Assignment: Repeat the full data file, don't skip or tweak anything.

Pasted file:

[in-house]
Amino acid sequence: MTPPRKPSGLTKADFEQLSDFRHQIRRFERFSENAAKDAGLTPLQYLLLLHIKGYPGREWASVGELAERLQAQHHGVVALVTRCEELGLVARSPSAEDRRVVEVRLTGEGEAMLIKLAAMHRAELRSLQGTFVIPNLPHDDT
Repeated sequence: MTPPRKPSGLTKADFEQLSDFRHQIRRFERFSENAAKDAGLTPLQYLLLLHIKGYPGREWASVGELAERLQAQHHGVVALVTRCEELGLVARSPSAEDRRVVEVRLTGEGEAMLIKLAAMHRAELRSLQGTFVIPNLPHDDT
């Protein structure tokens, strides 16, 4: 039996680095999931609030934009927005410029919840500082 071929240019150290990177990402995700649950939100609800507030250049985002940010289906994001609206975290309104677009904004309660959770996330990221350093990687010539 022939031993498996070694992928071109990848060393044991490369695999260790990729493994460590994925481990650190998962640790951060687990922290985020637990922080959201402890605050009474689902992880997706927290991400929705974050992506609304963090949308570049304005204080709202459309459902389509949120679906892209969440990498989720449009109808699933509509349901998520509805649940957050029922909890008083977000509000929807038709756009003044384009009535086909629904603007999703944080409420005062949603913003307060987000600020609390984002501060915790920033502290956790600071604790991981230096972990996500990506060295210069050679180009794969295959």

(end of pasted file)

[in-house]
Amino acid sequence: MTPPRKPSGLTKADFEQLSDFRHQIRRFERFSENAAKDAGLTPLQYLLLLHIKGYPGREWASVGELAERLQAQHHGVVALVTRCEELGLVARSPSAEDRRVVEVRLTGEGEAMLIKLAAMHRAELRSLQGTFVIPNLPHDDT
Repeated sequence: MTPPRKPSGLTKADFEQLSDFRHQIRRFERFSENAAKDAGLTPLQYLLLLHIKGYPGREWASVGELAERLQAQHHGVVALVTRCEELGLVARSPSAEDRRVVEVRLTGEGEAMLIKLAAMHRAELRSLQGTFVIPNLPHDDT
């Protein structure tokens, strides 16, 4: 039996680095999931609030934009927005410029919840500082 071929240019150290990177990402995700649950939100609800507030250049985002940010289906994001609206975290309104677009904004309660959770996330990221350093990687010539 022939031993498996070694992928071109990848060393044991490369695999260790990729493994460590994925481990650190998962640790951060687990922290985020637990922080959201402890605050009474689902992880997706927290991400929705974050992506609304963090949308570049304005204080709202459309459902389509949120679906892209969440990498989720449009109808699933509509349901998520509805649940957050029922909890008083977000509000929807038709756009003044384009009535086909629904603007999703944080409420005062949603913003307060987000600020609390984002501060915790920033502290956790600071604790991981230096972990996500990506060295210069050679180009794969295959």